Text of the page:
In an extraordinary transformation that reminds us of the unpredictability of historical change, a remarkable number of Americans have developed an affection and appreciation for arid and semiarid lands.  Improbably enough, the western lands that “no one wanted” acquired admirers, devotees, and advocates.  By the end of the 20th century, it was not much of an exaggeration to say that there was not a single unloved square inch left in the terrain that Americans had once classified as “wastelands.” 

The growing appreciation for the beauty, biodiversity, and recreational attractions of public lands was emerging as a major political and cultural force, challenging the earlier, close ties between the BLM and local resource users. Americans from all over the nation directed their ambitions, hopes, worries, fears, and preferences at the BLM.  There was an unquestionable element of good news in this:  the ownership of the public lands by all the nation’s citizens was becoming more widely recognized and embraced.  But, by the very same measure, the enterprise of combining democracy with conservation had grown immeasurably more complicated.  In truth, responding to the concerns of American citizens had been a considerably easier task when there were dramatically fewer people in that mix and when the great majority of the people involved lived in proximity to BLM lands.

In recent years, a movement has sprung up to challenge the habit of separating the domain of the natural from the domain of the human.  The assumption that the preservation of natural landscapes meant quarantining them from human presence and use had been widespread in the movements that preceded current environmentalism.  And yet few, if any, American places ever existed in a pristine condition unaffected by human beings; in hunting, gathering, and farming, as well as in the strategic use of fire, Indian people had been present and active in every locale.  With the growing recognition of the inseparability of the “human” from the “natural,” the BLM turned out to be at the forefront of a big trend.  The mandate to manage working landscapes spared the agency the time and trouble of surrendering old and misleading notions of pristine nature sequestered from the contamination of human presence.  With individuals and groups following a wide range of ambitions and aspirations converging on the public lands, the BLM again found itself located at the intersection where democracy and conservation meet.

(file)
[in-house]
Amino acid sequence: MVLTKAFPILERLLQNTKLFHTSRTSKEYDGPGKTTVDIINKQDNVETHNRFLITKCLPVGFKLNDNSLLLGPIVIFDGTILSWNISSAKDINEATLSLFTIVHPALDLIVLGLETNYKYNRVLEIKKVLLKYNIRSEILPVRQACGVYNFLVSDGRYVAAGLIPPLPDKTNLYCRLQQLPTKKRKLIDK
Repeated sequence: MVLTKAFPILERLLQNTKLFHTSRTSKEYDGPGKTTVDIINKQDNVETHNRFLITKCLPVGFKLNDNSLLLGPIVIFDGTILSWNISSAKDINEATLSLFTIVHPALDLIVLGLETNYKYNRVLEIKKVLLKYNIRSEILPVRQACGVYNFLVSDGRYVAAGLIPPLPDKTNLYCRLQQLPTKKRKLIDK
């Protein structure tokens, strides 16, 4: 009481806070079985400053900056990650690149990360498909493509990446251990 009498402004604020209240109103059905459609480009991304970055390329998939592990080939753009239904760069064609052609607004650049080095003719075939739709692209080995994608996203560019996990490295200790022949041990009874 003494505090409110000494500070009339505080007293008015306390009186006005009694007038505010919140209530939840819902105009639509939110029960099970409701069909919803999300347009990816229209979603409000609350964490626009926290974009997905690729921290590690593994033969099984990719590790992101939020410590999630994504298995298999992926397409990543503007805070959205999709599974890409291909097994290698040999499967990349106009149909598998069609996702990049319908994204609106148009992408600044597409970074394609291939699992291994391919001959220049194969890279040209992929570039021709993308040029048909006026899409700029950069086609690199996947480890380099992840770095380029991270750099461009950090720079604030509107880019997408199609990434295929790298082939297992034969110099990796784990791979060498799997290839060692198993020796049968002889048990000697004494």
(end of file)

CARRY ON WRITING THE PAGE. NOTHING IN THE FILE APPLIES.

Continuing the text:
Among the many reasons to read the Federal Land Policy and Management Act of 1976, the enabling act for the BLM, the most important one may be this:  a citizen who reads the opening section of the law will find a catalogue and inventory of every thought that has come to the minds of the American people when they have looked at nature and assessed its value. 

If you are willing, invest a moment in empathy.  Review even a partial list of what people want from the public lands—grass for livestock grazing, game to hunt, lands for wind and solar energy production, precious minerals to mine, natural gas to drill for, places to hike and camp, trails for off-road vehicles, habitats for wildlife, refuges for wild horses, streams and rivers for game fish, archaeological sites to study.  Then imagine yourself trying to negotiate with the people pursuing these various goals, all of them legitimate and only a few of them completely compatible.  It would certainly be understandable if you had a moment of envying the powers once exercised by kings, queens, and colonial governors on behalf of the conservation of resources.

In the great American experiment of testing the compatibility between democracy and conservation, the BLM is unmistakably the crucible.  Its extraordinary landholdings are the places where the great question we inherit from the past undergoes its most revealing tests and trials. 

Is democracy compatible with conservation?

If you’re interested in the answer (and what good citizen wouldn’t be?), ask a BLM employee to tell you what he or she did at work today.

Patty Limerick, a distinguished American historian, is the faculty director of the University of Colorado's Center of the American West.  She has had the opportunity to participate in many memorable conversations with BLM staff and is currently writing a collection of essays on the Department of the Interior.